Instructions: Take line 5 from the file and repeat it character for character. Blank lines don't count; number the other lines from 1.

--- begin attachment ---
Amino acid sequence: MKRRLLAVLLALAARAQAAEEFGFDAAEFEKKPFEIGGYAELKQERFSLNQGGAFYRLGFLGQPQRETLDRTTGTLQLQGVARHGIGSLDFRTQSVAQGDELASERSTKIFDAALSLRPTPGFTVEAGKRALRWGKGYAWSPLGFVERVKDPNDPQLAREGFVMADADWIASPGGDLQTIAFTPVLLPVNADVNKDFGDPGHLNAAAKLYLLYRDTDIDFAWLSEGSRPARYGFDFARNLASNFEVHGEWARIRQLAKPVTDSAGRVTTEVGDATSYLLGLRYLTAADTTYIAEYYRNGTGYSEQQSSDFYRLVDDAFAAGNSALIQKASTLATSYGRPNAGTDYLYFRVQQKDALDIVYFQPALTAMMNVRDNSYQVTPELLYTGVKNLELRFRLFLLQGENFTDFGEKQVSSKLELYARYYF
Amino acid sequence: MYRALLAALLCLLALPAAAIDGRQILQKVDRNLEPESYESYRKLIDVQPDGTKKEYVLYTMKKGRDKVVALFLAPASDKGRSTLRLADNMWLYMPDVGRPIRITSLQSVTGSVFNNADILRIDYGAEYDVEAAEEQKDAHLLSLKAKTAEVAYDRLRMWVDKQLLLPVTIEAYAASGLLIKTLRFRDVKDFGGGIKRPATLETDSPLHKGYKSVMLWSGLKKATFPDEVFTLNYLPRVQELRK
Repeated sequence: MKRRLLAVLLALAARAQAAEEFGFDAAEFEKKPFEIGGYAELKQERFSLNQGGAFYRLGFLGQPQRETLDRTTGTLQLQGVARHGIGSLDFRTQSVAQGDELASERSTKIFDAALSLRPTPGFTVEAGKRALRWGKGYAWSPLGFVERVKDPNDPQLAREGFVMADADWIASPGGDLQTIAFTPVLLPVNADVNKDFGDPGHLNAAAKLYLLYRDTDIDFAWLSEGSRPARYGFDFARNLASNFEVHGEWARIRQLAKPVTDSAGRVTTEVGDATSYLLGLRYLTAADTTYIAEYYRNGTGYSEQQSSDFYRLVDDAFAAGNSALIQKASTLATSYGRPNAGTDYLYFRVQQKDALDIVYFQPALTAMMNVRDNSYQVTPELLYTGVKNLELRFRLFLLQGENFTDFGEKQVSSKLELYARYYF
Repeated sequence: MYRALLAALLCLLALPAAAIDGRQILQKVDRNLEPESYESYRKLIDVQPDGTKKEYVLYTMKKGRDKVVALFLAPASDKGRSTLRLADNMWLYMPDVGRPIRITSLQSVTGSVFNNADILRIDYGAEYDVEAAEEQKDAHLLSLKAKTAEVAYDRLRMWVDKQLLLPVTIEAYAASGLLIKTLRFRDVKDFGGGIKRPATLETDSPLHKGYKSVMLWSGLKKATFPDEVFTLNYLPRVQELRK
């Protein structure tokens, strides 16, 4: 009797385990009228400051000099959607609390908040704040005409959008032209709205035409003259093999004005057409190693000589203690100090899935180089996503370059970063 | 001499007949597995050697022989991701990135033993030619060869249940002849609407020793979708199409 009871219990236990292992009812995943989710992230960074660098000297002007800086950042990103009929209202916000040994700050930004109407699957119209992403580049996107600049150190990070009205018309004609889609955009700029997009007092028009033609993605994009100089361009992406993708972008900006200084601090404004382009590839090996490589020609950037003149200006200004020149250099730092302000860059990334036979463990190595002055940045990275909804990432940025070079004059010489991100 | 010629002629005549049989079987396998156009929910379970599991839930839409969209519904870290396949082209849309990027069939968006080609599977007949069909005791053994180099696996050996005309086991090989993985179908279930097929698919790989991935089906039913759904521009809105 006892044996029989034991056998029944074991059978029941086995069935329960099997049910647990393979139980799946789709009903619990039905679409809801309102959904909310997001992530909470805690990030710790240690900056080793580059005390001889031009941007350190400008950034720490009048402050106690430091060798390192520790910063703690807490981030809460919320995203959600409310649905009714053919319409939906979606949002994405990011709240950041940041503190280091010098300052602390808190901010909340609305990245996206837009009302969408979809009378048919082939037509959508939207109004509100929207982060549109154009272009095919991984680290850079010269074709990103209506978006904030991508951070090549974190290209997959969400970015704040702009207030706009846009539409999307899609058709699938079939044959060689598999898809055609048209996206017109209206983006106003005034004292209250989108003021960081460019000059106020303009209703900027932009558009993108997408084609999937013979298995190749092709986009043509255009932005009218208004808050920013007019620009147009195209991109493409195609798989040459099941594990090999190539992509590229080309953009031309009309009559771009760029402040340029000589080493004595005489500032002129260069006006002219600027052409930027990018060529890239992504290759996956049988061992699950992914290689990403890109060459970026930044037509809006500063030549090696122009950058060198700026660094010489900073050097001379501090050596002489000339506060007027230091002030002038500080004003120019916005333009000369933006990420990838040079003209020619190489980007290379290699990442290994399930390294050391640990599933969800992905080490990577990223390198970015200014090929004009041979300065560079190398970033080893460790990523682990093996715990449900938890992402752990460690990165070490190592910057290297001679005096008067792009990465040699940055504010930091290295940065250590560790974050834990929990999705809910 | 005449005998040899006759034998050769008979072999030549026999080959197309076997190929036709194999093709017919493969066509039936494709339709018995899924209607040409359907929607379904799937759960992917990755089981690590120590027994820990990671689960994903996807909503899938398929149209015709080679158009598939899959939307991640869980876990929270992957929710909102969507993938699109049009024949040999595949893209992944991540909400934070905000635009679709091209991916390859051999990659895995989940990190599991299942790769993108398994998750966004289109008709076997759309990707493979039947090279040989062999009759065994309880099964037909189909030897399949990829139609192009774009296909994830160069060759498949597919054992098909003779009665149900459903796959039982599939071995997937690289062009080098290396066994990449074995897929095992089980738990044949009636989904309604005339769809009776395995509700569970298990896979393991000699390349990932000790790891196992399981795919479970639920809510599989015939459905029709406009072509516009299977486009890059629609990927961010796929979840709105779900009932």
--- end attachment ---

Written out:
């Protein structure tokens, strides 16, 4: 009797385990009228400051000099959607609390908040704040005409959008032209709205035409003259093999004005057409190693000589203690100090899935180089996503370059970063 | 001499007949597995050697022989991701990135033993030619060869249940002849609407020793979708199409 009871219990236990292992009812995943989710992230960074660098000297002007800086950042990103009929209202916000040994700050930004109407699957119209992403580049996107600049150190990070009205018309004609889609955009700029997009007092028009033609993605994009100089361009992406993708972008900006200084601090404004382009590839090996490589020609950037003149200006200004020149250099730092302000860059990334036979463990190595002055940045990275909804990432940025070079004059010489991100 | 010629002629005549049989079987396998156009929910379970599991839930839409969209519904870290396949082209849309990027069939968006080609599977007949069909005791053994180099696996050996005309086991090989993985179908279930097929698919790989991935089906039913759904521009809105 006892044996029989034991056998029944074991059978029941086995069935329960099997049910647990393979139980799946789709009903619990039905679409809801309102959904909310997001992530909470805690990030710790240690900056080793580059005390001889031009941007350190400008950034720490009048402050106690430091060798390192520790910063703690807490981030809460919320995203959600409310649905009714053919319409939906979606949002994405990011709240950041940041503190280091010098300052602390808190901010909340609305990245996206837009009302969408979809009378048919082939037509959508939207109004509100929207982060549109154009272009095919991984680290850079010269074709990103209506978006904030991508951070090549974190290209997959969400970015704040702009207030706009846009539409999307899609058709699938079939044959060689598999898809055609048209996206017109209206983006106003005034004292209250989108003021960081460019000059106020303009209703900027932009558009993108997408084609999937013979298995190749092709986009043509255009932005009218208004808050920013007019620009147009195209991109493409195609798989040459099941594990090999190539992509590229080309953009031309009309009559771009760029402040340029000589080493004595005489500032002129260069006006002219600027052409930027990018060529890239992504290759996956049988061992699950992914290689990403890109060459970026930044037509809006500063030549090696122009950058060198700026660094010489900073050097001379501090050596002489000339506060007027230091002030002038500080004003120019916005333009000369933006990420990838040079003209020619190489980007290379290699990442290994399930390294050391640990599933969800992905080490990577990223390198970015200014090929004009041979300065560079190398970033080893460790990523682990093996715990449900938890992402752990460690990165070490190592910057290297001679005096008067792009990465040699940055504010930091290295940065250590560790974050834990929990999705809910 | 005449005998040899006759034998050769008979072999030549026999080959197309076997190929036709194999093709017919493969066509039936494709339709018995899924209607040409359907929607379904799937759960992917990755089981690590120590027994820990990671689960994903996807909503899938398929149209015709080679158009598939899959939307991640869980876990929270992957929710909102969507993938699109049009024949040999595949893209992944991540909400934070905000635009679709091209991916390859051999990659895995989940990190599991299942790769993108398994998750966004289109008709076997759309990707493979039947090279040989062999009759065994309880099964037909189909030897399949990829139609192009774009296909994830160069060759498949597919054992098909003779009665149900459903796959039982599939071995997937690289062009080098290396066994990449074995897929095992089980738990044949009636989904309604005339769809009776395995509700569970298990896979393991000699390349990932000790790891196992399981795919479970639920809510599989015939459905029709406009072509516009299977486009890059629609990927961010796929979840709105779900009932």